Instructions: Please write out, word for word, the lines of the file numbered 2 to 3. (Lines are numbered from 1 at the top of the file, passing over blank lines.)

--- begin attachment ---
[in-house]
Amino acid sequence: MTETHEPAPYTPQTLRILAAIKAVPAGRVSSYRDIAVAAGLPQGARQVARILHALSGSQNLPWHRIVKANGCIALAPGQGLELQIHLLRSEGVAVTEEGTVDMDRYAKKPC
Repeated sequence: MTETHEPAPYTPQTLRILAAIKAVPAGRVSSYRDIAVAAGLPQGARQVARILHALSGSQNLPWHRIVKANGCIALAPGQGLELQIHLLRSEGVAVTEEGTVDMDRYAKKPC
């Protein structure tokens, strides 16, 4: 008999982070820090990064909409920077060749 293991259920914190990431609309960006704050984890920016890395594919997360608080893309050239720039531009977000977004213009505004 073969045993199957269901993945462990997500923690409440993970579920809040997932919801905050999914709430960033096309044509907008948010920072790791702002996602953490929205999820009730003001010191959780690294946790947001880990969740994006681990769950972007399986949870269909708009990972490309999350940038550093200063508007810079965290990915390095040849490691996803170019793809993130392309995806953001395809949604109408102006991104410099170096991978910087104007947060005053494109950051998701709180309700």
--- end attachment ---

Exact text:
Amino acid sequence: MTETHEPAPYTPQTLRILAAIKAVPAGRVSSYRDIAVAAGLPQGARQVARILHALSGSQNLPWHRIVKANGCIALAPGQGLELQIHLLRSEGVAVTEEGTVDMDRYAKKPC
Repeated sequence: MTETHEPAPYTPQTLRILAAIKAVPAGRVSSYRDIAVAAGLPQGARQVARILHALSGSQNLPWHRIVKANGCIALAPGQGLELQIHLLRSEGVAVTEEGTVDMDRYAKKPC